Renewing the UN: Kofi Annan takes over from Boutros Ghali as SG of UN in January. Launch of SG’s UN reform with adoption by GA on 20 June of the SG’s Agenda for Development. Building on agreements reached in the international conferences of the 1990s, it represents a major step in articulating an international consensus concerning the goals and requirements for socio-economic development and provides a comprehensive framework for international development cooperation, recognizing the importance not only of economic growth, but of democracy, human rights, popular participation, good governance and the empowerment of women as well. In response to the agenda, UNICEF worked together with sister organizations of UNDG (UNICEF, UNDP, UNFPA, WFP) to create a common development assistance framework (UNDAF) and chaired sub-group on programme policy development for UNDAF. UNICEF saw its participation in UN reform strengthened by its own internal reform processes in Management Excellence, which was seen to help streamline operations and devolve more management functions to regional and field offices.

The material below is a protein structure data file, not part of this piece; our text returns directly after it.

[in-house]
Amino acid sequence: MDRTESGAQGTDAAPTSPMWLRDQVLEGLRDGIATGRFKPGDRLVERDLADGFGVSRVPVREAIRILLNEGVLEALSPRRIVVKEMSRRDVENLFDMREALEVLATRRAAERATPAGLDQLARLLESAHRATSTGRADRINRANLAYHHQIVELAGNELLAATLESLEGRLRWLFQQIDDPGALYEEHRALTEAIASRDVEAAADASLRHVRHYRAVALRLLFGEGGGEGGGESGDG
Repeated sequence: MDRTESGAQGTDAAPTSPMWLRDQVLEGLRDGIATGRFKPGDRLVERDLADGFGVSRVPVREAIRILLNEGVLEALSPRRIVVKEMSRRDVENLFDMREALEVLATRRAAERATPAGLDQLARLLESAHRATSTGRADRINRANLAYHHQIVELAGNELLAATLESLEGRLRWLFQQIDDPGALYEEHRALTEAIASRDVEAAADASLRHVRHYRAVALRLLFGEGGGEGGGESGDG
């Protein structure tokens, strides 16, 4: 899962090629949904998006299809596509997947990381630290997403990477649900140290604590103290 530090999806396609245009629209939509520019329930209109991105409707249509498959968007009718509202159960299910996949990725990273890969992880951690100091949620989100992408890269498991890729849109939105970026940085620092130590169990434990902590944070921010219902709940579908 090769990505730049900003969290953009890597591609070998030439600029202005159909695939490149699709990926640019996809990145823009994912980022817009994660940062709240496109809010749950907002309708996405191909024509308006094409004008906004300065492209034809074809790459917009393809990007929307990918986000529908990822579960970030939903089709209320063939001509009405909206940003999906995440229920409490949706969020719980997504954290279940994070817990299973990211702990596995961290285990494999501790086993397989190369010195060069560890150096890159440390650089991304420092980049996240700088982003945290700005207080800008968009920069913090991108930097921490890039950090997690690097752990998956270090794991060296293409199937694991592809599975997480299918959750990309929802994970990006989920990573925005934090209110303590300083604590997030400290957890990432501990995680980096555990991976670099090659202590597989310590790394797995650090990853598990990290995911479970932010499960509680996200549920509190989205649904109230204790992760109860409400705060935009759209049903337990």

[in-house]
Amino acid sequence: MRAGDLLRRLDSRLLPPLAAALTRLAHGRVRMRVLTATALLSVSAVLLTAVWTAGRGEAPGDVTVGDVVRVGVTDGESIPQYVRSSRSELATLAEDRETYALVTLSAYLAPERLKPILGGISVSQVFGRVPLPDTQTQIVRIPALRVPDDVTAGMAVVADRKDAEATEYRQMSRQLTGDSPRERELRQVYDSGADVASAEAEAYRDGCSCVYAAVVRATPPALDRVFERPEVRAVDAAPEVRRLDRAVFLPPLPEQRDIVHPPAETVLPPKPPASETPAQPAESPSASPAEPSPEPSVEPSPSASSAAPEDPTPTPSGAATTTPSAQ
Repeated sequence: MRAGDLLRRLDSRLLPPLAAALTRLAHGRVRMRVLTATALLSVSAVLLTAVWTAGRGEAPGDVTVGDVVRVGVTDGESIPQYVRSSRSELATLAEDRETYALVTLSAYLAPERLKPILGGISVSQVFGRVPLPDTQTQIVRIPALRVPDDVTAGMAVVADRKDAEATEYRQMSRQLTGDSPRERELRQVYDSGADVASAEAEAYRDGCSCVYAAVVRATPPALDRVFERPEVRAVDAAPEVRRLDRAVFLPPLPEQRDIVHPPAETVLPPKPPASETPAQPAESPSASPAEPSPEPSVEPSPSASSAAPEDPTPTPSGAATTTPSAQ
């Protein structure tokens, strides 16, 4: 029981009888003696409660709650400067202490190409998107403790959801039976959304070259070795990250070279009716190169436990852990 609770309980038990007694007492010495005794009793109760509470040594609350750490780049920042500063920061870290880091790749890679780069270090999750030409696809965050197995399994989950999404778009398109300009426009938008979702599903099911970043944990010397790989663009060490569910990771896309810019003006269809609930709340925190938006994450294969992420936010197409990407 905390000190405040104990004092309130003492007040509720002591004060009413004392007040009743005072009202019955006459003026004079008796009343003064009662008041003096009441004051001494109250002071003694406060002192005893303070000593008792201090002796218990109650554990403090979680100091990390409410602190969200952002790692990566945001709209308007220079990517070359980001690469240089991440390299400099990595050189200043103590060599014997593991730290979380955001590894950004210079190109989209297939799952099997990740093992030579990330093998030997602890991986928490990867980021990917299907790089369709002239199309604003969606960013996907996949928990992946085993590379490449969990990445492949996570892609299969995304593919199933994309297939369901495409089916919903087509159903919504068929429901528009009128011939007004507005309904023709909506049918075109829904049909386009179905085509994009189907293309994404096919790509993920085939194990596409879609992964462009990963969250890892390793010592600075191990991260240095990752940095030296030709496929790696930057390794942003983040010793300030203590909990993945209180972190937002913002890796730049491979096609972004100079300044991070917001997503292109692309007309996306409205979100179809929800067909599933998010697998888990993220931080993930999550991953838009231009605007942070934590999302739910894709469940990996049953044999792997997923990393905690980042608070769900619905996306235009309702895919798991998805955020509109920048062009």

Appointment of Olara Otunnu as Special Representative of the UN Secretary General for Children and Armed Conflict (September) with a mandate to promote the protection, rights and welfare of children at every phase of conflict: preventively before conflict erupts, in the midst of conflict, and in post-conflict situations.

Ted Turner establishes UN Foundation with a $1 billion grant to the UN.

Development with a human face produced, tracing 10 developing countries over the past 3-4 decades, showing how they achieved significant social development despite uneven economic progress;

Cartoons for Children’s rights campaign launched in December 1997, as an animation consortium producing 30-second spots on articles of the CRC and donating to UNICEF for broadcasters free of charge.

Total contributions reached US$907 million.